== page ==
• Scheuermann’s kyphosis. This shows up in teenagers, when their spine develops into a wedge shape instead of a rectangle.


A dowager’s hump usually shows up around middle age

How to get rid of a dowager’s hump

Are there dowager’s hump exercises you can do?

Dr. Price says depending on your age and the severity, you often can improve or reverse a dowager’s hump. You can accomplish this by strengthening your upper back and neck muscles. Increasing muscle tone helps pull up your shoulders and head.

She suggests doing the following exercises:

  • Chin tucks. To do a chin tuck, pull your chin straight back. This is good for the disks in your neck and strengthens your neck muscles. Do three sets of 10 daily.
  • Scapular squeezes. For these, squeeze your shoulder blades together, which helps improve your upper back muscles. Do three sets of 10 daily.
  • Doorway pectoral stretches. Stand in an open doorway, raising your arms like a goalpost with your palms forward. Place your palms on the door frame and step forward with one foot to feel the stretch across your chest. Hold for 20 to 30 seconds. Do two to three times daily.

Your healthcare provider may recommend physical therapy, which can help you learn how to do these exercises correctly.

“Luckily, these exercises don’t take a lot of time,” notes Dr. Price. “And if you do them regularly, you’re going to have less pain, more energy and you’ll free better all around. But the biggest benefit is a more upright posture, which helps reduce or get rid of the hump.”

She cautions that a dowager’s hump won’t go away overnight, though. It can take a long time to correct itself — months even.

How to prevent a dowager’s hump

If you’re always bent forward, that’s extra weight pulling on and straining your back and neck.


“That forward curve increases the risk of disk problems and neck fatigue due to the increased pressure on the discs and increased load on the muscles. This happens because the neck has to work against gravity to hold the head up instead of balancing with it,” explains Dr. Price. “Our bodies aren’t made for that kind of curve. It can cause neck, upper back and lower back pain and even reduced lung capacity.”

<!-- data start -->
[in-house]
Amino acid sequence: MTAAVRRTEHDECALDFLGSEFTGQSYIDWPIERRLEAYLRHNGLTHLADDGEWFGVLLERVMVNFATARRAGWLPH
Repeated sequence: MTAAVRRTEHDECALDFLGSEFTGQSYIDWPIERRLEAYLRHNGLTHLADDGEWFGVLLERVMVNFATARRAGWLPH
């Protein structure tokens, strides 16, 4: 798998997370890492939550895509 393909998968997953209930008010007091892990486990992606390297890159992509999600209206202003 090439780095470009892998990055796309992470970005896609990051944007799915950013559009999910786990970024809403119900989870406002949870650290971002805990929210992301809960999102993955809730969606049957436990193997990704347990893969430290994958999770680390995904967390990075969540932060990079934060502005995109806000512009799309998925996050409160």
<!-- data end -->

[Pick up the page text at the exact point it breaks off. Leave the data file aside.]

Maintaining good posture is the best way to prevent the issue. You should also try to keep osteoporosis from progressing to prevent your spine from developing compression fractures, which increase the forward curve of the upper back.

Also, be sure to consider how you use your cell phone. It’s recommended that you hold your cell phone at eye level so you’re not bending your neck to see the screen. Do the same when it comes to your computer. Make any necessary height adjustments by using a computer stand or riser. You want to set up your workspace so your field of vision falls in the middle of your screen.

Taking breaks from your computer and cellphone can also help prevent a dowager’s hump. Also, take time during the day to think about your posture by pulling your spine straight and noting how that feels.

If you’re experiencing Dowager’s hump symptoms, a healthcare provider can recommend therapy and treatment options.

“The first step of treating a neck hump is determining the cause of the neck hump,” advises Dr. Price. “Talk to your primary care provider to rule out any underlying issues. For posture-related neck humps, it’s recommended that you improve your joint mobility, increase your muscle strength and practice good posture. Chiropractors and/or physical therapists can help you address posture-related neck humps.”